Ground Chicken, Celery, Spinach, Butter, Repeat


Posted on October 14th, 2010 by Matt Schoeneberger

3 oz spinach

2.5 oz celery, chopped

4 oz ground chicken breast – seasoned to your liking

1 tbls melted butter

354 calories, 21 grams fat, 5 grams carbohydrate, 37 grams protein.

How to "survive" dinner with the family on a weight loss plan


Posted on October 13th, 2010 by Matt Schoeneberger


I had a SPEED Weight Management Coaching client email me this:

My weekend was bad [she means her diet] because I went to dinner with friends on Firday and had breakfast with my family on Sunday.

My response was something like “… so get to the part that makes your weekend bad.” Are we supposed to never eat out again? We’re making a lifestyle change, right? That’s the catch phrase now, isn’t it? Well, freaking out every time you’re asked to eat out is not a healthy lifestyle decision.

You can literally eat out every meal and lose weight. If you don’t believe me, check out Fat Head. Not only did Tom Naughton eat out 3 times/day for an entire month, he ate mostly at fast food restaurants. And he lost weight while doing it. Tom’s big on personal responsibility and I agree.

Here are the steps you want to take when deciding to eat out:

1. Try to pick the restaurant. Choose a restaurant that provides their menu and nutrition info online.

2. Before you go, look at the nutrition info and choose a meal you’ll enjoy and figure out how much of it you can eat.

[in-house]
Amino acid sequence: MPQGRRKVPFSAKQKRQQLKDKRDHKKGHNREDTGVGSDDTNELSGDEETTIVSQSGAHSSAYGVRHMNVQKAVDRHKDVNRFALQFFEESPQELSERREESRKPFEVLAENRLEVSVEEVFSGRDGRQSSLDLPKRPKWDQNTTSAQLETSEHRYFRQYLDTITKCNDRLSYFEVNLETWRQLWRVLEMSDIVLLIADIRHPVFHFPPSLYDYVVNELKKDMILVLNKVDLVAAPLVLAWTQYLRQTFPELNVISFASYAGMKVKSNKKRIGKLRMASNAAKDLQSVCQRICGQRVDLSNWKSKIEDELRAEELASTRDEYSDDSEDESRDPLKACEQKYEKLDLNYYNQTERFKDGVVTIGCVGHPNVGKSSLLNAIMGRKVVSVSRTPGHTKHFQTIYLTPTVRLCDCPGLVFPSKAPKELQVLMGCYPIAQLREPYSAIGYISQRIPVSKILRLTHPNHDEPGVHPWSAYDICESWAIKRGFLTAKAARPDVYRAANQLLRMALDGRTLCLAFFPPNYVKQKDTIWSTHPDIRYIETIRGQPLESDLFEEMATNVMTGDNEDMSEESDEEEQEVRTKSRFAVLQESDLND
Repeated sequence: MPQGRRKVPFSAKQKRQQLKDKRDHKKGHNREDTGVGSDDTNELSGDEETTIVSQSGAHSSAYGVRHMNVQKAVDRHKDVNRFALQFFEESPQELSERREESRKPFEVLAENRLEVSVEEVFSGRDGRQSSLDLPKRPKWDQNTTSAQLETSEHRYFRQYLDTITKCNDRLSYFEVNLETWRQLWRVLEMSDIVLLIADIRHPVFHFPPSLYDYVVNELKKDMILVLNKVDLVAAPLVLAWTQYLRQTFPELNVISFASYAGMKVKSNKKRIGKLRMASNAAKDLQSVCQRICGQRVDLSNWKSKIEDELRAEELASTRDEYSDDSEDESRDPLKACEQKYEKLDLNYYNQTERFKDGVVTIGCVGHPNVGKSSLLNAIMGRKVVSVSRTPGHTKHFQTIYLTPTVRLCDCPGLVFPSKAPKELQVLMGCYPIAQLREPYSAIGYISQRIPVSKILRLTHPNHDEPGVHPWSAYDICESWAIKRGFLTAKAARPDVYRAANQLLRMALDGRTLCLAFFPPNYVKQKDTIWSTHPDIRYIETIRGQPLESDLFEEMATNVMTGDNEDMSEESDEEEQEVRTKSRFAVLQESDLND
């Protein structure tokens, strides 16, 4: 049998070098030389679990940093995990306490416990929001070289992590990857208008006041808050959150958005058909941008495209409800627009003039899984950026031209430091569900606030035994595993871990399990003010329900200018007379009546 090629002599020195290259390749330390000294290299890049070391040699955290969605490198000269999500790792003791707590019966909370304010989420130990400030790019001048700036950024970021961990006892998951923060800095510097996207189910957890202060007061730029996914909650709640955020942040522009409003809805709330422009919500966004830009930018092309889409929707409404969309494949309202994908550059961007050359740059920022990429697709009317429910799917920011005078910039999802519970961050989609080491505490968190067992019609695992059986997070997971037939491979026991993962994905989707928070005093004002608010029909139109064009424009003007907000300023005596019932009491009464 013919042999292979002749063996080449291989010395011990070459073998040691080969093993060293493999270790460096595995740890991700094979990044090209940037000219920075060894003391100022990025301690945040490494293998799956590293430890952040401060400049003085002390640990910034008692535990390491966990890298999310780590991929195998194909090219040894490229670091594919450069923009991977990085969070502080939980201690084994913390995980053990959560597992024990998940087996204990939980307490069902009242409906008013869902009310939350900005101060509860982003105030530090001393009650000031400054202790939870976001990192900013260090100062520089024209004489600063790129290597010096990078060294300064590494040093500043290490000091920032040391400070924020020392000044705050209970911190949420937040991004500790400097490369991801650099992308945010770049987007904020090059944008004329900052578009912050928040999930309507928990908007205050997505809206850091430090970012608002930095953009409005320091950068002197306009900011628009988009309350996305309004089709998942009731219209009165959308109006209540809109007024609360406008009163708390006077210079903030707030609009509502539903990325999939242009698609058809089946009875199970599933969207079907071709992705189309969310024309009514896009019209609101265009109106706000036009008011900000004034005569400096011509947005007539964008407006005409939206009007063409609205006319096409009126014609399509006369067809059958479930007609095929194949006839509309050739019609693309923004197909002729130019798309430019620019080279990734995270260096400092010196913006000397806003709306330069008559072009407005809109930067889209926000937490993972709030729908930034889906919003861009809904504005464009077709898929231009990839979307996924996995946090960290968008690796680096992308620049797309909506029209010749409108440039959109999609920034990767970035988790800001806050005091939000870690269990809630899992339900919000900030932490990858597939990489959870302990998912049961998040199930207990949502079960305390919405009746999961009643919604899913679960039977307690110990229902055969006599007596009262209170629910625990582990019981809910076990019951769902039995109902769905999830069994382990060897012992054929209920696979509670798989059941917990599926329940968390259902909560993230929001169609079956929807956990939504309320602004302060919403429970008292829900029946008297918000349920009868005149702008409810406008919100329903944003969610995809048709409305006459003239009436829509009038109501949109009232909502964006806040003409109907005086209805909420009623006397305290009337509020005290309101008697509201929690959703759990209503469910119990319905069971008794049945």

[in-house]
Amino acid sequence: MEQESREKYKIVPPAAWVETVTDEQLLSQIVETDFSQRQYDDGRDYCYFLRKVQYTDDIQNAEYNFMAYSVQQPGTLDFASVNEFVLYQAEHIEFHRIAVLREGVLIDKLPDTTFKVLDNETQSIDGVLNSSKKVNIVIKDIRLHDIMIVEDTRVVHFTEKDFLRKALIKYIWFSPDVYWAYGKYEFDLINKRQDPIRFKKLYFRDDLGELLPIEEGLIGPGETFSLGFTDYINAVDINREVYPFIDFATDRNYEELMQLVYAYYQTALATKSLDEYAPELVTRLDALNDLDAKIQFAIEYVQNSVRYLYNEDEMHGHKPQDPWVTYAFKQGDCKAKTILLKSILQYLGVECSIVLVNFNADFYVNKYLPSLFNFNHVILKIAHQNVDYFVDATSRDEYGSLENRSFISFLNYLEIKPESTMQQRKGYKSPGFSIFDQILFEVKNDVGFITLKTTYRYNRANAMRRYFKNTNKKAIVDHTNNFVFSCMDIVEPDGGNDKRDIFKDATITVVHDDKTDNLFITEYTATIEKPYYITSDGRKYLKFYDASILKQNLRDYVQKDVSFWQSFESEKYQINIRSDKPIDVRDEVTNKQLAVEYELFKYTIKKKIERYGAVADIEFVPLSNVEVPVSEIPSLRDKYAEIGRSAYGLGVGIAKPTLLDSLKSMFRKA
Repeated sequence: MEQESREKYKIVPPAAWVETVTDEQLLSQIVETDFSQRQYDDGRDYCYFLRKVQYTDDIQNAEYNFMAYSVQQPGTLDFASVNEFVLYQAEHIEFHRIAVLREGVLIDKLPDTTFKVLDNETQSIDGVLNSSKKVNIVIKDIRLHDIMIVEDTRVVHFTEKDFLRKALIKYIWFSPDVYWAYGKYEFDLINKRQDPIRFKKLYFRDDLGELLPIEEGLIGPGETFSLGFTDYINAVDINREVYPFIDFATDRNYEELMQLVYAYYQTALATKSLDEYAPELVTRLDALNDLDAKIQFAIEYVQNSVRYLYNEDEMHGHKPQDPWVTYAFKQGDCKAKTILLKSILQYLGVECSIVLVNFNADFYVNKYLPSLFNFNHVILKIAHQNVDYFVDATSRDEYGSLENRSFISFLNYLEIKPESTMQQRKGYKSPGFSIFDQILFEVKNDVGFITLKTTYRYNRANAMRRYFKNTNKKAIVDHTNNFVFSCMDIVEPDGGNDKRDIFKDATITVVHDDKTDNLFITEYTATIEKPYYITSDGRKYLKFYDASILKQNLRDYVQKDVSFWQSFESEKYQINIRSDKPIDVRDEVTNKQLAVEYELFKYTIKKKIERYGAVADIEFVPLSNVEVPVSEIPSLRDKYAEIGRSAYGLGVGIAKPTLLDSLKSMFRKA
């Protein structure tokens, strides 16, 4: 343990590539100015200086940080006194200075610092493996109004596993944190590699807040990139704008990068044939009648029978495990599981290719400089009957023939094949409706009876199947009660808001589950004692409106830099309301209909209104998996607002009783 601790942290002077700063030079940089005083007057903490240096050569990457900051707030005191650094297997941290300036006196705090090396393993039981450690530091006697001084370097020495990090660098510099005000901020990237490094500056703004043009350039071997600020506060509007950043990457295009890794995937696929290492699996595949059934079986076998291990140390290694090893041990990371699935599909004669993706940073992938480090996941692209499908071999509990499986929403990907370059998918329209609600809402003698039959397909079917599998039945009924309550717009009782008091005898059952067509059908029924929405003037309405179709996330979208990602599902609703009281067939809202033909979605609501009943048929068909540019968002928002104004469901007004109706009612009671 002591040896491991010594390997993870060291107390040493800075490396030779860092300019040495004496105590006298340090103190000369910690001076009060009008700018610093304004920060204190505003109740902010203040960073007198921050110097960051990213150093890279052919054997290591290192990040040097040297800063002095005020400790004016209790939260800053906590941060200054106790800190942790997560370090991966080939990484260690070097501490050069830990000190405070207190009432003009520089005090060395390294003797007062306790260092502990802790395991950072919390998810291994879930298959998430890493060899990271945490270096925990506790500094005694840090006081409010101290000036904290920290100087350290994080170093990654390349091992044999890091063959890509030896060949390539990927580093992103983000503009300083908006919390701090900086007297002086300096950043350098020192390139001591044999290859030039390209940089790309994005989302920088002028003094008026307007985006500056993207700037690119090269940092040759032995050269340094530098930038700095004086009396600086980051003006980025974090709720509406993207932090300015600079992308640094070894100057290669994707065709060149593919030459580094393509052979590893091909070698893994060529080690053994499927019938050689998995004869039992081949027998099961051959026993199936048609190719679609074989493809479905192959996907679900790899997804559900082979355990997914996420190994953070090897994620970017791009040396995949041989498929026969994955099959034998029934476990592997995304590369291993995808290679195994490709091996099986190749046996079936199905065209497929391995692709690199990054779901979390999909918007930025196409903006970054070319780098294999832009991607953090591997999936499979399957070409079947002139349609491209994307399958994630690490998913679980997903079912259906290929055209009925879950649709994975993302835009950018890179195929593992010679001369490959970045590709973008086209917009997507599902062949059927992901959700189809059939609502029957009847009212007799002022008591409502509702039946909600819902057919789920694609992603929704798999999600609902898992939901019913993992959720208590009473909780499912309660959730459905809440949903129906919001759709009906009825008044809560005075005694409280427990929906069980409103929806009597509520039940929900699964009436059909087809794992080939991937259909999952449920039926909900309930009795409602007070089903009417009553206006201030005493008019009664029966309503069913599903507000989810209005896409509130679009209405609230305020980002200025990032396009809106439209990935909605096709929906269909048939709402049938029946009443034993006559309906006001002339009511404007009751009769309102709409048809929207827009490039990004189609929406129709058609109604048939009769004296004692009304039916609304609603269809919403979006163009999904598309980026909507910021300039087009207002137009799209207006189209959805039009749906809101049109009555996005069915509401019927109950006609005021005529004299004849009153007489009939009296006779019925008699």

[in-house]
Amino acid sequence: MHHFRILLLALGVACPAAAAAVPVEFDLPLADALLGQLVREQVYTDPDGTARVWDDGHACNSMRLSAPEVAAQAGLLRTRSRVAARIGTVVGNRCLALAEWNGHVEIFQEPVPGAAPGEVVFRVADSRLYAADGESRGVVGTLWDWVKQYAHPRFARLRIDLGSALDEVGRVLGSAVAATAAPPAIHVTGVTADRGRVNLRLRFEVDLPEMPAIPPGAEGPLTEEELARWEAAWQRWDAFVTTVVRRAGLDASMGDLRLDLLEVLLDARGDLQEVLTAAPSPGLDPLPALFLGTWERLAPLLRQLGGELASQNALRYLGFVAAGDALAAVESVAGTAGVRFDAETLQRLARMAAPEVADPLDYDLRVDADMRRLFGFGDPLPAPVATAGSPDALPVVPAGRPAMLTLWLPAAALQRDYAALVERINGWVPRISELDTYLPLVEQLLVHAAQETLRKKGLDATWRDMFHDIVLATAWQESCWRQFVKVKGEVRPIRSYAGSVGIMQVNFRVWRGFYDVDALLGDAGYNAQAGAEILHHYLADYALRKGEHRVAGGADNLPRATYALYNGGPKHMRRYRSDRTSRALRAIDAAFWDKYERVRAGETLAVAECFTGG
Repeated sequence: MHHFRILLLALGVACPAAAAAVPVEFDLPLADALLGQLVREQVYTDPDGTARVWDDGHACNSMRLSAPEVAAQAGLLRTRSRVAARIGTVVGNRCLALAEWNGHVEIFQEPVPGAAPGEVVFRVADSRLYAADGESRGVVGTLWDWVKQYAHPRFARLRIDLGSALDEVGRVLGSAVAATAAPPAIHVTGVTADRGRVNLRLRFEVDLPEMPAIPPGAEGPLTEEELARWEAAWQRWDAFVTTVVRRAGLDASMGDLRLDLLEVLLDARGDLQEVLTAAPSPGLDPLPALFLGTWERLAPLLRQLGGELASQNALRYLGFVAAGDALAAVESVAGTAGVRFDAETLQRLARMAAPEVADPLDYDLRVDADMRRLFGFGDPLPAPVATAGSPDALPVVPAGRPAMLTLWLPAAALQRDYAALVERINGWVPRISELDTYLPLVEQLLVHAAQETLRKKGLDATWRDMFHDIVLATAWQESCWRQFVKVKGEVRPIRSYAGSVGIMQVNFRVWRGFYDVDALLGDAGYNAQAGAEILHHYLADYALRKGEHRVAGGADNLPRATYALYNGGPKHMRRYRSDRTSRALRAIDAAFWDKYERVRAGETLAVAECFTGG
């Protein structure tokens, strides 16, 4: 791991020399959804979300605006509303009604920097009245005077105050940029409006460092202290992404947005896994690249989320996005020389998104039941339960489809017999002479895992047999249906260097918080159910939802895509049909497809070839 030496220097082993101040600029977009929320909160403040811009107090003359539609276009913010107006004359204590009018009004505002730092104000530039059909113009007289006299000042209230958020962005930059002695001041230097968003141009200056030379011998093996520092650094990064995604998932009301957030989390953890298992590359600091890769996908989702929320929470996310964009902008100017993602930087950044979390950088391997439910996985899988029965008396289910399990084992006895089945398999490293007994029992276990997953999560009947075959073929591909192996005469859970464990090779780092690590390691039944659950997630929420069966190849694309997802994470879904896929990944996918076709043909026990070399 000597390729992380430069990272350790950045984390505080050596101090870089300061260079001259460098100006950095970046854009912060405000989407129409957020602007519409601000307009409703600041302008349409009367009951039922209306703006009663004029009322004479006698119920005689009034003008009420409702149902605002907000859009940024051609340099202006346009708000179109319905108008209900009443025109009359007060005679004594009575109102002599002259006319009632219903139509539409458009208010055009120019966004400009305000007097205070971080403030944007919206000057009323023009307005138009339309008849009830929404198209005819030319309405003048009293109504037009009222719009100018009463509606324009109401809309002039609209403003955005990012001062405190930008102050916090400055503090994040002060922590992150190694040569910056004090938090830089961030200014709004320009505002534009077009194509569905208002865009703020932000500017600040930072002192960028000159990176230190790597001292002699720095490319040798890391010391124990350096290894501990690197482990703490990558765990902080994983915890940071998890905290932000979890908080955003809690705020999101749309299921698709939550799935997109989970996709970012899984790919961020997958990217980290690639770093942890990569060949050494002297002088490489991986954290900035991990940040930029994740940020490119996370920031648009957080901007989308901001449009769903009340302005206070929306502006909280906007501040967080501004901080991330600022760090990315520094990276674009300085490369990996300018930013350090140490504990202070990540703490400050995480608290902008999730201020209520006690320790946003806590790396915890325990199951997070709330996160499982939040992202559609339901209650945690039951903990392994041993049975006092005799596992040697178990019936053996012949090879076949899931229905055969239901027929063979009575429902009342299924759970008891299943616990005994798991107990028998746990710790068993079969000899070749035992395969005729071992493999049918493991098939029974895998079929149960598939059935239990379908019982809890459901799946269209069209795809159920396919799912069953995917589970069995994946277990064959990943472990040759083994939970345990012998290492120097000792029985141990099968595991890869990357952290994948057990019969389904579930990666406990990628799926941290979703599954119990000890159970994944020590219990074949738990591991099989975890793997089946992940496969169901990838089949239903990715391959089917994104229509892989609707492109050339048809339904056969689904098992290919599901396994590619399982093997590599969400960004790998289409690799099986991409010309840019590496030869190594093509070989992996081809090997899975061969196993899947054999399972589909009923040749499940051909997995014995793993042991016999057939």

For example, if you choose a Hummus and Goat Cheese Salad with Salmon from Gordon Biersch you’ll see there are 1800 calories in this meal. Since that may very well be more than you typically consume in a day, you won’t be able to eat the whole thing. By the way, this salad comes with a hefty serving of bread. Avoid the bread and you avoid a pretty good chunk of those calories. I’d estimate at least 400 calories from bread alone, and that’s being conservative.

3. Follow the plan. That’s it. Your mind is made up, now instead of having to worry about what you’re going to eat and how this whole trip is going to ruin your attempt to lose weight, you can just sit back and enjoy the company of your friends and family.

4. When you get home, journal about the experience. Celebrate the fact that you were able to enjoy a great meal with great people and it fit perfectly into your plan. Remember this for next time.

What to do if you can’t plan ahead:

Sometimes people will choose the restaurant for you or you won’t have access to nutrition info. The first thing you want to do is stay calm. Seriously. People get all nervous about this stuff and it’s really no big deal. Nervousness shows that you really care and are trying hard, but it’s counterproductive to get all worked up. So, step number 1 is:

1. Take a deep breath, smile, and pick up the menu.

2. Order a simple item. Think “meat and veggies.”  Keep in mind that restaurants add calories to things in ways you can’t fathom (see Gordon Biersch salad above). The more lavish the meal, the more opportunities the restaurant has to sneak in calories, sugar, etc. Try to stick to water with your meal. If you’re bothered about having a drink, say you’ll be the designated driver and you’re not comfortable having even one drink.

3. When the food comes, eat slowly and enjoy every bite. Eat until you’re comfortable, not stuffed. And most importantly, have a good time.

4. Go home and journal.

The big picture

Remember that it’s all about the big picture. If you go out to eat and the meal you choose puts your calories over your weight loss threshold and into a maintenance area for one day, big deal. Try to picture a graph of your weight loss over time. There will be little bumps, spikes, dips, and flat areas, but overall the line will travel from the high left to the low right.